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Defiant Frank discovers new talents after life-changing diagnosis

July 25th, 2017

A former triathlon champion has discovered a new passion for music and photography after being diagnosed with a heart condition.

Sixteen-year-old Frank immersed himself in sport and was an outstanding rugby player until doctors told him to stop strenuous physical activity immediately.

A medical test revealed the Monmouth School pupil had hypertrophic cardiomyopathy (HCM), an inherited disease which causes the muscle wall of the heart to thicken.

It was a life-changing moment for sports-mad Frank who played tennis, squash and football at a competitive level and was in line to captain the school’s water polo team.

However, the inspirational teenager is now learning to play the guitar and the piano, and takes sports photographs to capture his friends and former team-mates in action. He is also campaigning to highlight the importance of heart screening for young people.

“I do not want to hide my condition because I feel fine and I am learning to live with it,” Frank said.

“I just wish that when I was first told about my condition I had a story to read about another young person going through something similar.

“At the time, being told I could no longer play my favourite sports felt like the end of the world. But I feel I need to reassure people and anyone with the condition that you can still live a normal life.”

About 1 in 500 people in the UK have HCM and symptoms, if any, include shortness of breath, chest pain, palpitations, light headedness and fainting. If left undiagnosed and untreated, the condition can lead to sudden death.

“My whole life was based around sport,” said Frank, who won the National Sprint Triathlon Championship for his age category in 2015.

“My family is very active and my brother Finn is a very serious triathlete who has competed in Iron Man Wales and numerous other events.”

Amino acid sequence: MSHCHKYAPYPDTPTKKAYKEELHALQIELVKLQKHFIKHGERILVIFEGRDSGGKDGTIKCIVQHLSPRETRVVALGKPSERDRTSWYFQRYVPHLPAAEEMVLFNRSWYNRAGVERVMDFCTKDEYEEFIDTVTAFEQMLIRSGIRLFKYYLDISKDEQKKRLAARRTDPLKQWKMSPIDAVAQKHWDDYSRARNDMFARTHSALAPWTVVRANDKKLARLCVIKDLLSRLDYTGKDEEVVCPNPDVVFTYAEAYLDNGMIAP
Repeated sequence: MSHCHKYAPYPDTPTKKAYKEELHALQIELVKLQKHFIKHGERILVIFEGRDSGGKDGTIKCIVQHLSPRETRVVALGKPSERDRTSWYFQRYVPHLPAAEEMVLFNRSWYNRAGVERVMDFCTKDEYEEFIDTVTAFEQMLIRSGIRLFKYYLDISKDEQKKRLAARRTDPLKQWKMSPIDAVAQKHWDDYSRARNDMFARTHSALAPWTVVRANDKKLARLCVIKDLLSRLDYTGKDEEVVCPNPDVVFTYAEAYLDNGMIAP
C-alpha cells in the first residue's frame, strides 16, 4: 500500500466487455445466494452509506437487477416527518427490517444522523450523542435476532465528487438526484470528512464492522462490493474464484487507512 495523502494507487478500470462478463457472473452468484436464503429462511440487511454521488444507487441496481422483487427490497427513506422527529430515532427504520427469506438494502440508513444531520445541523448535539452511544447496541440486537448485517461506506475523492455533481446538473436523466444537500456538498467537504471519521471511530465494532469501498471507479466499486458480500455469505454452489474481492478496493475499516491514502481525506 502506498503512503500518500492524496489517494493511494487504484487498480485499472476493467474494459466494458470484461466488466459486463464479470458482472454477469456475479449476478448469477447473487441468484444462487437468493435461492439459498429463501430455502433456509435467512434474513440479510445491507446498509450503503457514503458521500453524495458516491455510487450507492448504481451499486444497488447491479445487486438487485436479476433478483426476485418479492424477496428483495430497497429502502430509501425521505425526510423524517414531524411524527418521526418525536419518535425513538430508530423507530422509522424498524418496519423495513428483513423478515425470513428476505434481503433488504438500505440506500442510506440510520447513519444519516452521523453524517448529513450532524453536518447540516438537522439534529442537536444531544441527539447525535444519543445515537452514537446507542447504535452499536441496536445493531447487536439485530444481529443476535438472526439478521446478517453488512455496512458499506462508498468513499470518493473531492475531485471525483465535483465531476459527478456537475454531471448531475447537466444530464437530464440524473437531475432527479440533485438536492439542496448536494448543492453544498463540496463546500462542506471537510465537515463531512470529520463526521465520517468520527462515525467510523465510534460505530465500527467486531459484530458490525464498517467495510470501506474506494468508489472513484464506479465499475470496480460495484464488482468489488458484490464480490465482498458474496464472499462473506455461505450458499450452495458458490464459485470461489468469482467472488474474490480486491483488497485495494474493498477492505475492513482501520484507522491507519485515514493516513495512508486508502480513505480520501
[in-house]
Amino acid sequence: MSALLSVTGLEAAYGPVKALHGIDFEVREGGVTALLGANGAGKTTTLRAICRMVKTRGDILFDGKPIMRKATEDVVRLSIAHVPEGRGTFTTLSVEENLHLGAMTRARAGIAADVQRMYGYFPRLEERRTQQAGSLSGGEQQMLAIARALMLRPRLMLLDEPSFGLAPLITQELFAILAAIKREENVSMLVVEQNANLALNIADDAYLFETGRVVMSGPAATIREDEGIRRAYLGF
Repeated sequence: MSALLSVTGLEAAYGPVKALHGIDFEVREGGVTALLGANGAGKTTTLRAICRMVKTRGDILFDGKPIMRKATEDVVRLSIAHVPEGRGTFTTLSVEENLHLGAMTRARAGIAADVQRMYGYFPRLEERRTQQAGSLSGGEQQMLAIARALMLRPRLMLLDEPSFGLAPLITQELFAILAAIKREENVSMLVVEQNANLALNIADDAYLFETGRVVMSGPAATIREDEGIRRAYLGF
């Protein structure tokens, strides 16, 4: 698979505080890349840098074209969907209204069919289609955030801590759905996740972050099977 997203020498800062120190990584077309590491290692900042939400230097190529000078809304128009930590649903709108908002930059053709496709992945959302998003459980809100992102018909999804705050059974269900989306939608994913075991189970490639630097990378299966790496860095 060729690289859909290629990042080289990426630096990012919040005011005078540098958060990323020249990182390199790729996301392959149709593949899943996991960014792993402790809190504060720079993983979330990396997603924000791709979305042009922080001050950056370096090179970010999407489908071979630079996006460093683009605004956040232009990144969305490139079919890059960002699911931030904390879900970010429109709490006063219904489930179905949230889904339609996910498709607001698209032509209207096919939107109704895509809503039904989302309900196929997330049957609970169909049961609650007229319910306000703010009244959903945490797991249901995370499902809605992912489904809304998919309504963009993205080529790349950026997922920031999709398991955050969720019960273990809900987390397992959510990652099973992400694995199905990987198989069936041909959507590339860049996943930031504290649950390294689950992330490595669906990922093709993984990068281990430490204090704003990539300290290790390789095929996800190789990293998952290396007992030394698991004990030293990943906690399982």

Frank’s heart condition was picked up last autumn when he and his family went for routine testing with a charity called CRY (Cardiac Risk in the Young).

“My entire family passed with no problems but I came up as an anomaly,” he said.

“After having numerous tests I was told to stop playing intense sport. It was a huge shock because I had expected a positive outcome. I was in the changing rooms when I told my rugby team-mates I wouldn’t be playing and explained why.

“They expressed their concerns and were disappointed to lose a team-mate. As they went on to win the game, the realisation sank in and that day will never leave my memory.”

Frank expected a new bike as his present last Christmas but instead asked his parents for a sports photography camera.

“I decided to try to find the positive outcomes of my diagnosis by capturing many unforgettable images,” he said.

“I have learnt a few pieces on the piano, such as Titanic, and I love learning how to play the guitar. I love music and see this as a new side to me which may not have materialised if it wasn’t for the diagnosis.”

Frank is also involved in sports coaching so he can pass on his knowledge and enthusiasm to younger pupils at the school.

“As part of my modules on a Wednesday, I asked to do some coaching at The Grange. I have really enjoyed being able to pass on my knowledge to younger people and seeing them improve from my efforts. This is certainly a hobby I would like to have when I am older.”

The Monmouth schoolboy has decided to try his hand at a new sport and took up golf with his father.

He is aiming to eventually secure a place in the school’s golf team.

Frank said: “I hope to get the get the message across that people with the condition can easily fit in and the more people who know that the better.

“I am not allowed to get my heart-rate too high in a short period of time but I can still get on an exercise bike and gradually build up my pace.

“The thing I found the hardest to deal with was realising I had a lifelong condition which was potentially life threatening. I truly believe the number one thing to remember is to think of what you can do rather than what you can’t do.

“I would never have taken up photography, golf or music if it wasn’t for this diagnosis and I would probably have ended up in hospital with lifelong injuries if I was to continue my love for rugby.”

Frank, who turns 17 in September, is awaiting his GCSE results and plans to study languages at A level.

“Looking further ahead, maybe I could go to a French speaking part of Canada to coach rugby or use my Spanish in Argentina to coach rugby in my gap year before university. The future is very exciting.”

He added: “Having HCM isn’t the end of the world. The condition could cause a lot more distress to a family if their young, sport-loving son suddenly collapsed on the rugby field. It’s very important for people to get screened. I am now living happily with hypertrophic cardiomyopathy and looking forward to a summer full of golf, guitar and photography.”

 

 

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